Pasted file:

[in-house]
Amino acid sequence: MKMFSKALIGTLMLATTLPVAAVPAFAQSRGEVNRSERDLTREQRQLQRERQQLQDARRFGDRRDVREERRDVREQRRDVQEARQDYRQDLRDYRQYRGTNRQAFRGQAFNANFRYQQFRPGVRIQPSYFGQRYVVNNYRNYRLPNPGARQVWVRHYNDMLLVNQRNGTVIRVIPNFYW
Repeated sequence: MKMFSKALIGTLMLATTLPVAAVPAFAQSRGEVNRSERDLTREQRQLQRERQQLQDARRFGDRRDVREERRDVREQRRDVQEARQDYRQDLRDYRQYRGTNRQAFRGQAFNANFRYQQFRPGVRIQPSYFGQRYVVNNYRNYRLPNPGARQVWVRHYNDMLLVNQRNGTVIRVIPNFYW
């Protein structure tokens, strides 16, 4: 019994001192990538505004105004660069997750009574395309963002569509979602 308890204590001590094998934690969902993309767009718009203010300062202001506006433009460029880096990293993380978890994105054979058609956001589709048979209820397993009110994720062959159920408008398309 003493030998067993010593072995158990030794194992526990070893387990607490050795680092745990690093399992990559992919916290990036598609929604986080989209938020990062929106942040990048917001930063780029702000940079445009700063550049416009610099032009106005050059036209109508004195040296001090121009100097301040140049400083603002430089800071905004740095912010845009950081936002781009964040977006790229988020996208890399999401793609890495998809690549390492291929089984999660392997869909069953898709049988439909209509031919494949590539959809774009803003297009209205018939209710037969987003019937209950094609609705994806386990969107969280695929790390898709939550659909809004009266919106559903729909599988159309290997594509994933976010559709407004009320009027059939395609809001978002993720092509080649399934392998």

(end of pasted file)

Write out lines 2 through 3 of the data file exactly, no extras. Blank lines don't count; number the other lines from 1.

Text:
Amino acid sequence: MKMFSKALIGTLMLATTLPVAAVPAFAQSRGEVNRSERDLTREQRQLQRERQQLQDARRFGDRRDVREERRDVREQRRDVQEARQDYRQDLRDYRQYRGTNRQAFRGQAFNANFRYQQFRPGVRIQPSYFGQRYVVNNYRNYRLPNPGARQVWVRHYNDMLLVNQRNGTVIRVIPNFYW
Repeated sequence: MKMFSKALIGTLMLATTLPVAAVPAFAQSRGEVNRSERDLTREQRQLQRERQQLQDARRFGDRRDVREERRDVREQRRDVQEARQDYRQDLRDYRQYRGTNRQAFRGQAFNANFRYQQFRPGVRIQPSYFGQRYVVNNYRNYRLPNPGARQVWVRHYNDMLLVNQRNGTVIRVIPNFYW